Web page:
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On Scott's recommendation I read Michener's novel Hawaii last year and loved it. Michener's M.O. was to pick a geographic era and follow it and its inhabitants through history. In Hawaii this takes place over a thousand years, starting with the original explorers from Bora-Bora ad moving up to missionaries, Chinese, and Japanese inhabitants. Chesapeake follows a smaller time frame, starting in the 1500s with the Choptank Indians and detailing European explorers, the birth of America, the Civil War, the world wars, and ending in the late seventies with the civil rights movements.

Sadly I didn't like it as well as his earlier effort. It all felt too rushed, as if Michener was primarily interested in antebellum Maryland. We get four hundred pages about Indians, pirates, Quakers, and slaves, but then we hit the Civil War and cover it in four pages. Um, huh? And World War II in about two pages. And while Michener was dedicated to equality of all races, he really didn't seem to know what he was doing with the black characters in the latter part of the twentieth century. There's a token race riot that feels excessively forced (and it gets a whole chapter!) but there's never a feeling that it means anything to anyone in the book let alone to the writer. Maybe this conveys the whole screwiness of the time (I don't know, I wasn't there).

At any rate I was unimpressed and never found anyone particularly interesting. How you can have that much drama and still be bland (they cut off Blackbeard's frigging head! masters and slaves had affairs!) I'm not sure.

The one thing I do think was interesting as an effort if not in coveyance was Michener's approach to the environment. An omnipresent pattern is the migration of the geese that are hunted. This is somewhat dented in imrpessiveness when Michener names a goose family and takes their point of view. That's right, we have a chapter devoted to Ook the goose and his family. I get that it's the circle of life but it's a dinner bird and that's all, okay? But throughout the time periods he has characters note the effects on the environment, particularly with regards to erosion, but also to weather patterns and even, in the twentieth century, litter.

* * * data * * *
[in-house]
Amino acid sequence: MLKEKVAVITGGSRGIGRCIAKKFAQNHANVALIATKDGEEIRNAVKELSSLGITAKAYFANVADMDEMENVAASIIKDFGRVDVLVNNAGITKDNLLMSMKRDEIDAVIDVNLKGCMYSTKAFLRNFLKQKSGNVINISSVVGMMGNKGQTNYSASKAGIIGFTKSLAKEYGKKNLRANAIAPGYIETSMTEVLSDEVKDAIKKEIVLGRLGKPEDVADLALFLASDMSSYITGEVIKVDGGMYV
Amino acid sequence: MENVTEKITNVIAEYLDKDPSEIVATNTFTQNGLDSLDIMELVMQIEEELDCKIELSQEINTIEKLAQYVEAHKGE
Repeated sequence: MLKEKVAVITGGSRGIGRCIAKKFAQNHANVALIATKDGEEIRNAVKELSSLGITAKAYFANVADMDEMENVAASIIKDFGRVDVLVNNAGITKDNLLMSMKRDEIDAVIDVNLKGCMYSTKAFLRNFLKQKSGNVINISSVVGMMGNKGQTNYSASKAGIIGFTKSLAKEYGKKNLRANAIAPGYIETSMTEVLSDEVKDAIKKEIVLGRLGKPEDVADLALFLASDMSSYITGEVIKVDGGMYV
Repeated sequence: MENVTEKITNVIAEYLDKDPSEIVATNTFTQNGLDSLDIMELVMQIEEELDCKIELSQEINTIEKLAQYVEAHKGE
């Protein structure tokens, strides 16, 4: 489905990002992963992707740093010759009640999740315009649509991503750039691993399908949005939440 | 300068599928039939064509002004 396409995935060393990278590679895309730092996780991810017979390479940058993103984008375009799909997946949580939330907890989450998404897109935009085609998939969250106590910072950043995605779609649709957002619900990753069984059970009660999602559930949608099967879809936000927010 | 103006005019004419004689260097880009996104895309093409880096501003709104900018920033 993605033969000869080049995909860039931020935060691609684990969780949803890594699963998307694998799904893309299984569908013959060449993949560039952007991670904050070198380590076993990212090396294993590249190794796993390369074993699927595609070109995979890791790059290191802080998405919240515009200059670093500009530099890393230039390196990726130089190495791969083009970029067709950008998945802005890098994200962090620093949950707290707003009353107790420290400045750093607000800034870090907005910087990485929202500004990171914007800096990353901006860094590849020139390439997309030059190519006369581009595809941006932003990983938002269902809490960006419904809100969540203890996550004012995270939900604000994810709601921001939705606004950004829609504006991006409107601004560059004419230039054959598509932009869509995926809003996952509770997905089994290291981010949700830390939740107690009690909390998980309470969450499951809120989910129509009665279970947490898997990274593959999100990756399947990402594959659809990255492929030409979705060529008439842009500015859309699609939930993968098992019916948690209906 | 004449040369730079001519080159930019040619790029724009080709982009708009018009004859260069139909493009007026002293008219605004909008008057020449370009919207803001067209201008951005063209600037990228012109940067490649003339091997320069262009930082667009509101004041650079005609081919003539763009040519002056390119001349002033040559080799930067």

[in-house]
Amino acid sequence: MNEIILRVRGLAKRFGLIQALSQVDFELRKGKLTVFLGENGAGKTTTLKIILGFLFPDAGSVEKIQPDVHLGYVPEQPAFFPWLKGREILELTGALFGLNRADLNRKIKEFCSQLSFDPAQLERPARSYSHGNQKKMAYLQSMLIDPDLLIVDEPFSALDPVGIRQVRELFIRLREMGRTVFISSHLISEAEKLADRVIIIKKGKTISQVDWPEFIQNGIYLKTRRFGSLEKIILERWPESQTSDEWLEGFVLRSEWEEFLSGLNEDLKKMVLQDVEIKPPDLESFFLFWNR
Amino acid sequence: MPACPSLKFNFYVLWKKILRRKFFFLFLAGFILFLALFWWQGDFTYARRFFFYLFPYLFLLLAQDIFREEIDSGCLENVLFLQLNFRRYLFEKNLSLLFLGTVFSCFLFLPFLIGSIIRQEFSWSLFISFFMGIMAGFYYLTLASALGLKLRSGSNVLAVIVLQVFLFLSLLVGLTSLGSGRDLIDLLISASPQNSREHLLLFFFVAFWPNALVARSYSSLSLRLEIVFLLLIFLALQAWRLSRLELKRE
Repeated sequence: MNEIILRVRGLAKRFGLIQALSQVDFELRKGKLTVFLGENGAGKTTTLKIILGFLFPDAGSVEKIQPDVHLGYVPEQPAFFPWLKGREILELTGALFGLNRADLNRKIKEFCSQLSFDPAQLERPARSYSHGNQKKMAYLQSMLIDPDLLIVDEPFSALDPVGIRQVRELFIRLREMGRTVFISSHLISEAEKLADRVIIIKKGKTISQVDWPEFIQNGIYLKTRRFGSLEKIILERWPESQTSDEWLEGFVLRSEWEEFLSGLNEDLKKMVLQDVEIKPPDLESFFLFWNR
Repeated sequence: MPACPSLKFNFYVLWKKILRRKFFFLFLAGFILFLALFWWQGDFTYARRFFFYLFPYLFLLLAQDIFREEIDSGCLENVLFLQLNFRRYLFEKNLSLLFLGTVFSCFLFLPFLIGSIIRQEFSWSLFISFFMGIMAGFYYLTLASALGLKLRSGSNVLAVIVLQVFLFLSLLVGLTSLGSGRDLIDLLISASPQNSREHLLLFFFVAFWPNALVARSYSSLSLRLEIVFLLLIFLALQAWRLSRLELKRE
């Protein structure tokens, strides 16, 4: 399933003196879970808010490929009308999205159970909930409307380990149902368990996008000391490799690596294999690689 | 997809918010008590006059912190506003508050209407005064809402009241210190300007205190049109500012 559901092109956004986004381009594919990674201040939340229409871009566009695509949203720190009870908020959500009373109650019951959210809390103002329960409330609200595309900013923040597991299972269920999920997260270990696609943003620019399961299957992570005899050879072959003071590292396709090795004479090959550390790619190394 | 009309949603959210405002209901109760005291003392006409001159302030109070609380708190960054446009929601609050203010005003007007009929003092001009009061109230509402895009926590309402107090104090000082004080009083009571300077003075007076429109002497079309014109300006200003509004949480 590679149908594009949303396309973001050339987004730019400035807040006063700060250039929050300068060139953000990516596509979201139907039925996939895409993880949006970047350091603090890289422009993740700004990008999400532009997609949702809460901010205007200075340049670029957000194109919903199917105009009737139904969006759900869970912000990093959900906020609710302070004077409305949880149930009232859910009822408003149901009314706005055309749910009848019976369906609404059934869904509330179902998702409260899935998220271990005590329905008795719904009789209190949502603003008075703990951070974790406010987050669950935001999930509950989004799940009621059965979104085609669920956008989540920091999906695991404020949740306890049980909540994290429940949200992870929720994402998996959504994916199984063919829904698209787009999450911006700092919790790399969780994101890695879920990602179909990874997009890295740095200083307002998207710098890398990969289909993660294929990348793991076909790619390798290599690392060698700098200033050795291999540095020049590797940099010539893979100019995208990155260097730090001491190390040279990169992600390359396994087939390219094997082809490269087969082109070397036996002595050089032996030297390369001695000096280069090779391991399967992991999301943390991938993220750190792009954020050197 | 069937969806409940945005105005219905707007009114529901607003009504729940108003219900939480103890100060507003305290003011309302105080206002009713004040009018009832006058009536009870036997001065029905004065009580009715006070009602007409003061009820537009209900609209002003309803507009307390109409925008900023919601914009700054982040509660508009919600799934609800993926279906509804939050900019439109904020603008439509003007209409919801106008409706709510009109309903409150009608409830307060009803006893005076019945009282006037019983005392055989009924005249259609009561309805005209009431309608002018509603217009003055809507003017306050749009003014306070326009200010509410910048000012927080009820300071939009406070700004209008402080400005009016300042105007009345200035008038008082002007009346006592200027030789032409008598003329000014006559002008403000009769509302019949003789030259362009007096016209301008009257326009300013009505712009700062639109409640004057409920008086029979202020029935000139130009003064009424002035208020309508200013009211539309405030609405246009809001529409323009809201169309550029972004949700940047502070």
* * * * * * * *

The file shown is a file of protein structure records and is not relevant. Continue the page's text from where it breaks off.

At any rate the premise was neat but the execution lacked. I could've done with more about Baltimore, D.C., Annapolis, etc. They're all about 40 miles from each other and together have some major history going on.

Final opinion: leave the Quakers and take the cannoli.


( 4 comments — Add your .02 )
Jan. 14th, 2006 08:35 pm (UTC)
Off topic, I really hope that you can make it out to the club on Sunday. It would be nice to see you and I still have your books! :)

Jan. 14th, 2006 09:01 pm (UTC)
Aw thanks but after this hellweek I am just way too tired. :/ That said would you guys wanna stop by my place for an early supper or something--I'm on Connecticut Ave. and looking at the map about a mile or so from the club.
(Deleted comment)
Jan. 15th, 2006 04:19 pm (UTC)
Really? I read in an interview with him once that he would just do years of research on a topic. Who knows!
( 4 comments — Add your .02 )

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